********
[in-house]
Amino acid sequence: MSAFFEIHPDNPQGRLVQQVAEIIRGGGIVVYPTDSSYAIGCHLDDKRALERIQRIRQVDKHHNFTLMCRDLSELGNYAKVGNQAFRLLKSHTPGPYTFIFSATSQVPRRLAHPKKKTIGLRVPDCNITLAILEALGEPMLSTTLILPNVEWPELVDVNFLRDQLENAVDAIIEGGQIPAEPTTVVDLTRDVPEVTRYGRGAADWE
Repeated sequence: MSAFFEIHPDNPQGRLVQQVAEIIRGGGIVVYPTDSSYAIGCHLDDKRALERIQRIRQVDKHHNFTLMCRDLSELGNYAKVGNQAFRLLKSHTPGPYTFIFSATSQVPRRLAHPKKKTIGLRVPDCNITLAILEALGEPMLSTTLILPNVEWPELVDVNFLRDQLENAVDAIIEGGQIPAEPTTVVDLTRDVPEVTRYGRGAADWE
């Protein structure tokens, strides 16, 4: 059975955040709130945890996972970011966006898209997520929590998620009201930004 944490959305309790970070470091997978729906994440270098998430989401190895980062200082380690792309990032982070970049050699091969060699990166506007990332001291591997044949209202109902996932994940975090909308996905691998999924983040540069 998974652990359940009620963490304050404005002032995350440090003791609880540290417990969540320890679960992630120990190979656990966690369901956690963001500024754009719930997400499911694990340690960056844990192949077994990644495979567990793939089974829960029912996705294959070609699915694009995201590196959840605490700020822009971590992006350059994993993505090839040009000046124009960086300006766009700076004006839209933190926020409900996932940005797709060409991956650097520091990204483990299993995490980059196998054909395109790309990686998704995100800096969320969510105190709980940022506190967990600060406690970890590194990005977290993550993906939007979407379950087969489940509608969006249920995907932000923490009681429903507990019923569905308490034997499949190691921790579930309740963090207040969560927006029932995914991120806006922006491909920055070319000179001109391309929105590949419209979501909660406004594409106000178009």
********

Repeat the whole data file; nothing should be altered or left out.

[in-house]
Amino acid sequence: MSAFFEIHPDNPQGRLVQQVAEIIRGGGIVVYPTDSSYAIGCHLDDKRALERIQRIRQVDKHHNFTLMCRDLSELGNYAKVGNQAFRLLKSHTPGPYTFIFSATSQVPRRLAHPKKKTIGLRVPDCNITLAILEALGEPMLSTTLILPNVEWPELVDVNFLRDQLENAVDAIIEGGQIPAEPTTVVDLTRDVPEVTRYGRGAADWE
Repeated sequence: MSAFFEIHPDNPQGRLVQQVAEIIRGGGIVVYPTDSSYAIGCHLDDKRALERIQRIRQVDKHHNFTLMCRDLSELGNYAKVGNQAFRLLKSHTPGPYTFIFSATSQVPRRLAHPKKKTIGLRVPDCNITLAILEALGEPMLSTTLILPNVEWPELVDVNFLRDQLENAVDAIIEGGQIPAEPTTVVDLTRDVPEVTRYGRGAADWE
């Protein structure tokens, strides 16, 4: 059975955040709130945890996972970011966006898209997520929590998620009201930004 944490959305309790970070470091997978729906994440270098998430989401190895980062200082380690792309990032982070970049050699091969060699990166506007990332001291591997044949209202109902996932994940975090909308996905691998999924983040540069 998974652990359940009620963490304050404005002032995350440090003791609880540290417990969540320890679960992630120990190979656990966690369901956690963001500024754009719930997400499911694990340690960056844990192949077994990644495979567990793939089974829960029912996705294959070609699915694009995201590196959840605490700020822009971590992006350059994993993505090839040009000046124009960086300006766009700076004006839209933190926020409900996932940005797709060409991956650097520091990204483990299993995490980059196998054909395109790309990686998704995100800096969320969510105190709980940022506190967990600060406690970890590194990005977290993550993906939007979407379950087969489940509608969006249920995907932000923490009681429903507990019923569905308490034997499949190691921790579930309740963090207040969560927006029932995914991120806006922006491909920055070319000179001109391309929105590949419209979501909660406004594409106000178009």